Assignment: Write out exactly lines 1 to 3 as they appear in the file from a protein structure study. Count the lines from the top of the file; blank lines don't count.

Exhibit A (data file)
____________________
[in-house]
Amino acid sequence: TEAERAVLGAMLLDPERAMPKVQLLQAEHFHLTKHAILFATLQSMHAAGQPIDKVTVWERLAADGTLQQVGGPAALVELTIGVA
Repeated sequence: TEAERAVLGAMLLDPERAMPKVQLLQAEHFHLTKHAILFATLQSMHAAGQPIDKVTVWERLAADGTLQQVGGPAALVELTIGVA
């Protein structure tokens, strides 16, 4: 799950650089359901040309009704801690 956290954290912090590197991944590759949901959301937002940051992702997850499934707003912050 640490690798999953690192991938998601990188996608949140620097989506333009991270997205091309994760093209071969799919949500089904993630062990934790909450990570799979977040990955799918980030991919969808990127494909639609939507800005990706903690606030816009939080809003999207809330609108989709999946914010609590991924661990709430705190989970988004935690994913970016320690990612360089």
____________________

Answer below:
[in-house]
Amino acid sequence: TEAERAVLGAMLLDPERAMPKVQLLQAEHFHLTKHAILFATLQSMHAAGQPIDKVTVWERLAADGTLQQVGGPAALVELTIGVA
Repeated sequence: TEAERAVLGAMLLDPERAMPKVQLLQAEHFHLTKHAILFATLQSMHAAGQPIDKVTVWERLAADGTLQQVGGPAALVELTIGVA